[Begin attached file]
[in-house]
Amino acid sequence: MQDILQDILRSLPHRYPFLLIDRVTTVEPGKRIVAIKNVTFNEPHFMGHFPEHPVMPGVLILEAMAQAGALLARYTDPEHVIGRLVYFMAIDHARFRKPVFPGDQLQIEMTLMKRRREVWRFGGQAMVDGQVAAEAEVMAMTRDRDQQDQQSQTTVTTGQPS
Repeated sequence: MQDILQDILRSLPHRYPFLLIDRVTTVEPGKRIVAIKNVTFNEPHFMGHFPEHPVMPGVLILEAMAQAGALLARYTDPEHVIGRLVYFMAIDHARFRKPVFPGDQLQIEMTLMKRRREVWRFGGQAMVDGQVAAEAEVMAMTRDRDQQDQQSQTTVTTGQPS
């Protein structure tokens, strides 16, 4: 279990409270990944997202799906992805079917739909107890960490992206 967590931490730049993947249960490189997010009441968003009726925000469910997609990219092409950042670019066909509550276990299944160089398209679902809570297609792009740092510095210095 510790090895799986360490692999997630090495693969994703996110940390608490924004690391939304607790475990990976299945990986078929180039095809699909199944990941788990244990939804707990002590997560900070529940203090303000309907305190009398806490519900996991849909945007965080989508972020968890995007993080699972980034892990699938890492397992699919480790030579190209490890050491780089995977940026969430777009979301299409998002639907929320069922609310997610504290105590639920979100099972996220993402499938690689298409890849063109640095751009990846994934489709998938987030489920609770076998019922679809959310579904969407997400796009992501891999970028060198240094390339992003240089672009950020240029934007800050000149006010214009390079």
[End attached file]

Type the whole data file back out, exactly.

[in-house]
Amino acid sequence: MQDILQDILRSLPHRYPFLLIDRVTTVEPGKRIVAIKNVTFNEPHFMGHFPEHPVMPGVLILEAMAQAGALLARYTDPEHVIGRLVYFMAIDHARFRKPVFPGDQLQIEMTLMKRRREVWRFGGQAMVDGQVAAEAEVMAMTRDRDQQDQQSQTTVTTGQPS
Repeated sequence: MQDILQDILRSLPHRYPFLLIDRVTTVEPGKRIVAIKNVTFNEPHFMGHFPEHPVMPGVLILEAMAQAGALLARYTDPEHVIGRLVYFMAIDHARFRKPVFPGDQLQIEMTLMKRRREVWRFGGQAMVDGQVAAEAEVMAMTRDRDQQDQQSQTTVTTGQPS
């Protein structure tokens, strides 16, 4: 279990409270990944997202799906992805079917739909107890960490992206 967590931490730049993947249960490189997010009441968003009726925000469910997609990219092409950042670019066909509550276990299944160089398209679902809570297609792009740092510095210095 510790090895799986360490692999997630090495693969994703996110940390608490924004690391939304607790475990990976299945990986078929180039095809699909199944990941788990244990939804707990002590997560900070529940203090303000309907305190009398806490519900996991849909945007965080989508972020968890995007993080699972980034892990699938890492397992699919480790030579190209490890050491780089995977940026969430777009979301299409998002639907929320069922609310997610504290105590639920979100099972996220993402499938690689298409890849063109640095751009990846994934489709998938987030489920609770076998019922679809959310579904969407997400796009992501891999970028060198240094390339992003240089672009950020240029934007800050000149006010214009390079």